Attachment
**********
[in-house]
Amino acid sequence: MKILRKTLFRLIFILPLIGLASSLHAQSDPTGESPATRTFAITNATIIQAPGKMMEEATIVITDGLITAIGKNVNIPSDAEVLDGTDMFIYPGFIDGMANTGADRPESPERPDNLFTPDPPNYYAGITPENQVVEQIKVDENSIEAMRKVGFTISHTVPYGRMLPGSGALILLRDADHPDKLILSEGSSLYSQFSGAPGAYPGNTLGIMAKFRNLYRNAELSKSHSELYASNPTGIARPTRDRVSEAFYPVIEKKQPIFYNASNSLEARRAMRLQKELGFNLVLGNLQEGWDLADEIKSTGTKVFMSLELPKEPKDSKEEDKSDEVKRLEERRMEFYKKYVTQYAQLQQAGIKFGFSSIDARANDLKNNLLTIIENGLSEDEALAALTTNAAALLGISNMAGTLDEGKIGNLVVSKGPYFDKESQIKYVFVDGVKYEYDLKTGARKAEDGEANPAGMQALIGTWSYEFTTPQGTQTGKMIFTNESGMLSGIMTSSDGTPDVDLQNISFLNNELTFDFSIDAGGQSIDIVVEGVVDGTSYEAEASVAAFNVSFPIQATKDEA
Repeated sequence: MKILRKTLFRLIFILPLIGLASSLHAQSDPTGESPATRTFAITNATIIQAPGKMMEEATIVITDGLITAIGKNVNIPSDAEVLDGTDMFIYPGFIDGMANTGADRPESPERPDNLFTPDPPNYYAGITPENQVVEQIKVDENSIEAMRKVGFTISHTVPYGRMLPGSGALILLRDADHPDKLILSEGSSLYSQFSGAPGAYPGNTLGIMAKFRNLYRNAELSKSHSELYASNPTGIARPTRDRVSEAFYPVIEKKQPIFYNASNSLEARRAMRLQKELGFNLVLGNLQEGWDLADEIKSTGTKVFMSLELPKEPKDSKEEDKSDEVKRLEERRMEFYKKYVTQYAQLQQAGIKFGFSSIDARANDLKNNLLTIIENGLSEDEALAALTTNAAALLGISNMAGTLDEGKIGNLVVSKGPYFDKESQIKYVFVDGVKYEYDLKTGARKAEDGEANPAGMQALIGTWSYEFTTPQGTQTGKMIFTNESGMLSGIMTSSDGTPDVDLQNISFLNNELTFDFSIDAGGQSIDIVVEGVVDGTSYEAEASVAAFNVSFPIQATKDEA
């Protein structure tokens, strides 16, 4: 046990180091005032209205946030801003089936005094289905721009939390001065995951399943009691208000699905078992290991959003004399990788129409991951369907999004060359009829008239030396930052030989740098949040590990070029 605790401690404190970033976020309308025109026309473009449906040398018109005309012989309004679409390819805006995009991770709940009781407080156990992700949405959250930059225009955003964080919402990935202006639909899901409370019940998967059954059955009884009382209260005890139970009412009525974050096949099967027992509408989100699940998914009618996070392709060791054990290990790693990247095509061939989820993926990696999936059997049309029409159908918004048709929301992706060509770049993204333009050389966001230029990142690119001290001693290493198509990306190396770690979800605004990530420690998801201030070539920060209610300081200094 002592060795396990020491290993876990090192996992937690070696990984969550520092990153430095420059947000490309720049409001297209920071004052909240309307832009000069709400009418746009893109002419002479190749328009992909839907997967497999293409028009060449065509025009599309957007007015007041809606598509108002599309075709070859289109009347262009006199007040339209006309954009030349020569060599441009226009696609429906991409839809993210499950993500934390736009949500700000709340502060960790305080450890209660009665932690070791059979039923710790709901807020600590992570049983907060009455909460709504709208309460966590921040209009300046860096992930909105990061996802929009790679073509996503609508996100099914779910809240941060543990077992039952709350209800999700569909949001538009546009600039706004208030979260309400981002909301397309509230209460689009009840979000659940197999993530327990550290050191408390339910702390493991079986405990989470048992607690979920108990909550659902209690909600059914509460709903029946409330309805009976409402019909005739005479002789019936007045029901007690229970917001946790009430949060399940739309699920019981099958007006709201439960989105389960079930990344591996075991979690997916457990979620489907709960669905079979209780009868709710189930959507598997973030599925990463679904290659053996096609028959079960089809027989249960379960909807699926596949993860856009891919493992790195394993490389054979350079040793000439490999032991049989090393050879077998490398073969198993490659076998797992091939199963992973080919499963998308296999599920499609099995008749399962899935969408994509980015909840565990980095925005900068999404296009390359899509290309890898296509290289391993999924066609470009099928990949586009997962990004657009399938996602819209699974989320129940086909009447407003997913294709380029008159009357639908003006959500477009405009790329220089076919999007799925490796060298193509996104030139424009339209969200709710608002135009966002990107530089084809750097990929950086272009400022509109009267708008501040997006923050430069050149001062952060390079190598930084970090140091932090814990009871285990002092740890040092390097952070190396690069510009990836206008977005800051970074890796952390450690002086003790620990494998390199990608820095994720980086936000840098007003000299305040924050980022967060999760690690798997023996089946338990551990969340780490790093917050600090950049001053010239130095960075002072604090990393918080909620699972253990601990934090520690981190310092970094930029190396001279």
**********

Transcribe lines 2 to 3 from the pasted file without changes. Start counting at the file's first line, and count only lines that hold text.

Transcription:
Amino acid sequence: MKILRKTLFRLIFILPLIGLASSLHAQSDPTGESPATRTFAITNATIIQAPGKMMEEATIVITDGLITAIGKNVNIPSDAEVLDGTDMFIYPGFIDGMANTGADRPESPERPDNLFTPDPPNYYAGITPENQVVEQIKVDENSIEAMRKVGFTISHTVPYGRMLPGSGALILLRDADHPDKLILSEGSSLYSQFSGAPGAYPGNTLGIMAKFRNLYRNAELSKSHSELYASNPTGIARPTRDRVSEAFYPVIEKKQPIFYNASNSLEARRAMRLQKELGFNLVLGNLQEGWDLADEIKSTGTKVFMSLELPKEPKDSKEEDKSDEVKRLEERRMEFYKKYVTQYAQLQQAGIKFGFSSIDARANDLKNNLLTIIENGLSEDEALAALTTNAAALLGISNMAGTLDEGKIGNLVVSKGPYFDKESQIKYVFVDGVKYEYDLKTGARKAEDGEANPAGMQALIGTWSYEFTTPQGTQTGKMIFTNESGMLSGIMTSSDGTPDVDLQNISFLNNELTFDFSIDAGGQSIDIVVEGVVDGTSYEAEASVAAFNVSFPIQATKDEA
Repeated sequence: MKILRKTLFRLIFILPLIGLASSLHAQSDPTGESPATRTFAITNATIIQAPGKMMEEATIVITDGLITAIGKNVNIPSDAEVLDGTDMFIYPGFIDGMANTGADRPESPERPDNLFTPDPPNYYAGITPENQVVEQIKVDENSIEAMRKVGFTISHTVPYGRMLPGSGALILLRDADHPDKLILSEGSSLYSQFSGAPGAYPGNTLGIMAKFRNLYRNAELSKSHSELYASNPTGIARPTRDRVSEAFYPVIEKKQPIFYNASNSLEARRAMRLQKELGFNLVLGNLQEGWDLADEIKSTGTKVFMSLELPKEPKDSKEEDKSDEVKRLEERRMEFYKKYVTQYAQLQQAGIKFGFSSIDARANDLKNNLLTIIENGLSEDEALAALTTNAAALLGISNMAGTLDEGKIGNLVVSKGPYFDKESQIKYVFVDGVKYEYDLKTGARKAEDGEANPAGMQALIGTWSYEFTTPQGTQTGKMIFTNESGMLSGIMTSSDGTPDVDLQNISFLNNELTFDFSIDAGGQSIDIVVEGVVDGTSYEAEASVAAFNVSFPIQATKDEA